Findings from the Institute for Cancer Genetics and Informatics, recently published in the highly prestigious journal Lancet, has got front page coverage in the major Norwegian newspaper Aftenposten. The Lancet article - entitled "Deep learning for prediction of colorectal cancer outcome: a discovery and validation study" is jointly first-authored by Ole-Jacob Skrede and Sepp De Raedt, while institute director Håvard E. Danielsen is senior author.
Danielsen is interviewed for Aftenposten Feb 13th, and the front page newspaper article is entitled "Artificial intelligence finds cancer within 3 minutes".

Unprecedented exploration generates most comprehensive map of cancer genomes charted to date

An international team has completed the most comprehensive study of whole cancer genomes to date, significantly improving our fundamental understanding of cancer and signposting new directions for its diagnosis and treatment. The ICGC/TCGA Pan-Cancer Analysis of Whole Genomes Project (PCAWG), a collaboration involving more than 1,300 scientists and clinicians from 37 countries, analyzed more than 2,600 genomes of 38 different tumour types, creating a huge resource of primary cancer genomes.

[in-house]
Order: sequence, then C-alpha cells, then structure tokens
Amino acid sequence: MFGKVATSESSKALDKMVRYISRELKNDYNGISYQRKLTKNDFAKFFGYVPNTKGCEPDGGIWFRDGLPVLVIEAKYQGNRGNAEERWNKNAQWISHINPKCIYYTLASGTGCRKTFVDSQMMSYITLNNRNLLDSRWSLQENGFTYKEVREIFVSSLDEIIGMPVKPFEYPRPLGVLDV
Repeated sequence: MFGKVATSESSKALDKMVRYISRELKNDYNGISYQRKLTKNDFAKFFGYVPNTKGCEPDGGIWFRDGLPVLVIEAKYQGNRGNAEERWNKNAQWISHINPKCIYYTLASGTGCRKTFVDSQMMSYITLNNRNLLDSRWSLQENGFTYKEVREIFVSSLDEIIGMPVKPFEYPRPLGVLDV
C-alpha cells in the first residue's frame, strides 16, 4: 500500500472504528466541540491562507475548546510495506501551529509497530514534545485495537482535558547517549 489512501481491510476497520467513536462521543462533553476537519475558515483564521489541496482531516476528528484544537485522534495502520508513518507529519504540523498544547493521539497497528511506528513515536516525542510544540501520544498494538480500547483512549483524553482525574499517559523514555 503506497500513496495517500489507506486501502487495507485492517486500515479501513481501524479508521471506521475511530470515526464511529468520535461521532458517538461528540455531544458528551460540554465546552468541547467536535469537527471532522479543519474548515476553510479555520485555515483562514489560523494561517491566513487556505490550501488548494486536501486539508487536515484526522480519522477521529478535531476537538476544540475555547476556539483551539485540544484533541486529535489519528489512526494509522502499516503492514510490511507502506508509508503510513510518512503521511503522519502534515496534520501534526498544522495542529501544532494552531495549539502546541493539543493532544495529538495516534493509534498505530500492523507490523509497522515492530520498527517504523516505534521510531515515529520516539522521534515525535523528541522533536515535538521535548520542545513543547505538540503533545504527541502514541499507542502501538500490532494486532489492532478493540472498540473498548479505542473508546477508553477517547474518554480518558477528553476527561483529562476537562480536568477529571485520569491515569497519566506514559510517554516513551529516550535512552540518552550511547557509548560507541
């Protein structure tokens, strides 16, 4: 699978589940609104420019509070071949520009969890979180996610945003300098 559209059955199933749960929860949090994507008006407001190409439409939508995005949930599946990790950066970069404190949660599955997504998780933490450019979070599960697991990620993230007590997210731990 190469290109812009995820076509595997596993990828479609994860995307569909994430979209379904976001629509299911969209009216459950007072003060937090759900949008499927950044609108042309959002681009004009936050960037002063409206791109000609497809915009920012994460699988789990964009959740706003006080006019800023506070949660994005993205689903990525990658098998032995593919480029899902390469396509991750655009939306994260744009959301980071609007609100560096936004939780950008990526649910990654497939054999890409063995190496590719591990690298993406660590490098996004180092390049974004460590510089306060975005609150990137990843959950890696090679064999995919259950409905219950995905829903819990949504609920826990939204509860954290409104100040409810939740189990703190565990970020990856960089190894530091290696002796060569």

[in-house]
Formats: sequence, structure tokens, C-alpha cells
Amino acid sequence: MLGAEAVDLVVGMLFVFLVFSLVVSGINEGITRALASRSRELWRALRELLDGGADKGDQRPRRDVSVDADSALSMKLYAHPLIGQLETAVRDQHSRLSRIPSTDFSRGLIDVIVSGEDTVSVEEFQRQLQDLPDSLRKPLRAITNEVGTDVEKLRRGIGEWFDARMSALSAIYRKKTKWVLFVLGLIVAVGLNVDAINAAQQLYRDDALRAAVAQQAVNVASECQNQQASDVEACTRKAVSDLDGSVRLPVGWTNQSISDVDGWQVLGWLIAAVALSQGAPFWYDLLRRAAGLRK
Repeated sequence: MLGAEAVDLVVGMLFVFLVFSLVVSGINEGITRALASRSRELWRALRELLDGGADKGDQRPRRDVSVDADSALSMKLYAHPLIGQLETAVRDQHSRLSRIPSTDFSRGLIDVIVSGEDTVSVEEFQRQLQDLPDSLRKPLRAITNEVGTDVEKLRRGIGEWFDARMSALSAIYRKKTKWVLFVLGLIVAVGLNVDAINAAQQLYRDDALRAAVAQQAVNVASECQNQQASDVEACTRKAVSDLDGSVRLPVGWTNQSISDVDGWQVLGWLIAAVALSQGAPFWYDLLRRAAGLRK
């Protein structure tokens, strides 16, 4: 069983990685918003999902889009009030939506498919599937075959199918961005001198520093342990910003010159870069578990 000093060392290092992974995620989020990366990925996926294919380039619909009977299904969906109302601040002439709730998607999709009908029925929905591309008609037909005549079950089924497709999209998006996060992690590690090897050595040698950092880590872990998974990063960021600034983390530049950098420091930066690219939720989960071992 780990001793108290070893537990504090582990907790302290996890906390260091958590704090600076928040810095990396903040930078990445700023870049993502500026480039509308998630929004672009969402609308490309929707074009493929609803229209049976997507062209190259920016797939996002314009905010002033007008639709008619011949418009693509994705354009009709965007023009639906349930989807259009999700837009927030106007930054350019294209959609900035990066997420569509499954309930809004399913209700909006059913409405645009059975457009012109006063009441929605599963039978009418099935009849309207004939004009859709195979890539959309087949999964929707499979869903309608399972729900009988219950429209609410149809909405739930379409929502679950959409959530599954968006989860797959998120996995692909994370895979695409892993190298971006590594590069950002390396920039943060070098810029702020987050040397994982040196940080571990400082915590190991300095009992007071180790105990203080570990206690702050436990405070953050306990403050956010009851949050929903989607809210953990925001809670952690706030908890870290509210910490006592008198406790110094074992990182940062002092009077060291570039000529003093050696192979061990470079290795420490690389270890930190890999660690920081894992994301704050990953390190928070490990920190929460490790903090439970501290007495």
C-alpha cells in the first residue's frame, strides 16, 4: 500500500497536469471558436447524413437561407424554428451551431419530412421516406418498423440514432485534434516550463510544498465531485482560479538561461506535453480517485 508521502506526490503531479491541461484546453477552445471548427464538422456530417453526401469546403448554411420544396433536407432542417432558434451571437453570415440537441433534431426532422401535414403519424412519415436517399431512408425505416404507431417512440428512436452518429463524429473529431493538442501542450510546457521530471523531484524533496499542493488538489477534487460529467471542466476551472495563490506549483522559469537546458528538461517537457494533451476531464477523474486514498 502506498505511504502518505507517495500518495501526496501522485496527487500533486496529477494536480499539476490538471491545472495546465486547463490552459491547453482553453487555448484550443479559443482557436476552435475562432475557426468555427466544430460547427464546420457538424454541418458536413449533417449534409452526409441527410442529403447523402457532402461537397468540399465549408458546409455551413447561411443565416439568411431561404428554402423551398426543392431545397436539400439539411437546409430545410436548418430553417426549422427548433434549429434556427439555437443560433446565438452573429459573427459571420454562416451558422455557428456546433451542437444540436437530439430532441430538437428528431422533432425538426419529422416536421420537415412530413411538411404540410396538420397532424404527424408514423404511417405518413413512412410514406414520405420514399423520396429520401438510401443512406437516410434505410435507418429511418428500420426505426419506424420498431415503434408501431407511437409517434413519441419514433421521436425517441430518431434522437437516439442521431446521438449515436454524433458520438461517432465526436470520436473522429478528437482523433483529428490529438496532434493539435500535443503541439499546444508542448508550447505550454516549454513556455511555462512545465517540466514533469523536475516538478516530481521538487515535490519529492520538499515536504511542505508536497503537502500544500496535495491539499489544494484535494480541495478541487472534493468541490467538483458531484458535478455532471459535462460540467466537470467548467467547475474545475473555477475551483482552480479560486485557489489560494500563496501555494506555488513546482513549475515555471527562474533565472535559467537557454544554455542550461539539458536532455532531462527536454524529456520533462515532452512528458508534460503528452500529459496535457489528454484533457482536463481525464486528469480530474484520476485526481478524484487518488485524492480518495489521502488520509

The Department of Cancer Genetics has contributed to ICGC's catalogues of whole genomes, the foundation for the analysis performed by PCAWG.

The Norwegian Cancer Society grants 14.8 MNOK to a National Group of Expertise on Lung Cancer

Coordinator Åslaug Helland (left), Cecilie Bråthen and Ole Alexander Opdalshei (photo Leni Aurora Brækhus)
Coordinator Åslaug Helland (left), Cecilie Bråthen and Ole Alexander Opdalshei (photo Leni Aurora Brækhus)